- Feb 2022
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Make literature notes.
Related to literature notes, but a small level down are the sorts of basic highlights that one makes in their books/reading. For pedagogy's sake they're a sort of fleeting note that might be better rewritten in a progressive summarization form. Too often they're not, but sit there on the page in a limbo between the lowest form of fleeting note and a literature note.
Hierarchy of annotations and notes: - fleeting notes - highlights - marginalia marks: ?, !, ⁕, †, ‡, ⁂, ⊙, doodles, phatic marks, tags, categories, topic headings, etc., - very brief annotations - literature notes (progressive summaries) - permanent notes
Make fleeting notes. Always have something at hand to write withto capture every idea that pops into your mind.
Fleeting notes are similar to the sorts of things one would have traditionally kept in a waste book.
Francesco Sacchini recommended the use of two notebooks:
“Not unlike attentive merchants... [who] keep two books, one small, the other large: the first you would call adversaria or a daybook (ephemerides), the second an account book (calendarium) and ledger (codex).” —Francesco Sacchini "Chapter 13". De ratione libros cum profectu legendi libellus. Wurzburg. p. 91. (1614).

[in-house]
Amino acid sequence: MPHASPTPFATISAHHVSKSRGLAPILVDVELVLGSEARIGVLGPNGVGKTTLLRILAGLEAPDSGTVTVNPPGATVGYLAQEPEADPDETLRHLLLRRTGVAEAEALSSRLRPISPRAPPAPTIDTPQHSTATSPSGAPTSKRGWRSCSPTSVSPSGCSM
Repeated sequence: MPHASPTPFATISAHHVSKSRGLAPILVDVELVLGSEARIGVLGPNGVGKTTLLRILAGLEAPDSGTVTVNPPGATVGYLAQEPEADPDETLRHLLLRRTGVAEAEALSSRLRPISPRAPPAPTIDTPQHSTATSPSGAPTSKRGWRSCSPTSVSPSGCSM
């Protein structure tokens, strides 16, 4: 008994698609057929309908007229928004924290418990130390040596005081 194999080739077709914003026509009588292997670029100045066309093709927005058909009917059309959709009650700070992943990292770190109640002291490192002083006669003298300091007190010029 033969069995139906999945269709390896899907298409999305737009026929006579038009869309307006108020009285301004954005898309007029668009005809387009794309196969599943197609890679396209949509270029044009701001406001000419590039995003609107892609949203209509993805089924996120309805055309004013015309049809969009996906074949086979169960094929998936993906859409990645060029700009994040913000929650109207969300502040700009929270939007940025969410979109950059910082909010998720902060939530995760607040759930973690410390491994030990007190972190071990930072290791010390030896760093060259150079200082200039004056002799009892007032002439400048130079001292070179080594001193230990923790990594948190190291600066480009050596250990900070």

(See also Blair, Ann M. (2004). "Note taking as an art of transmission". Critical Inquiry. 31 (1): 91. doi:10.1086/427303.)
The root word ephemeral in this context is highly suggestive of the use and function of fleeting notes.
The Latin word "ephemerides" can also be translated as "newspaper", useful for only a short period of time.
Recall also that in a general sense Cicero contrasted the short-lived memoranda of the merchant with the more carefully kept account book designed as a permanent record.
Reference: Cicero (1930). Pro Quinto Roscio comoedo oratio,"The Speeches". Translated by Freese, John Henry. Cambridge, Massachusetts. pp. 278–81.
- Nov 2021
Francesco Sacchini recommends two notebooks inDeratione libros cum profectu legendi libellus(Wu ̈rzburg, 1614), chap. 13, p. 91: “Not unlike attentivemerchants . . . [who] keep two books, one small, the other large: the first you would calladversariaor a daybook(ephemerides),the second an account book(calendarium)and ledger(codex).”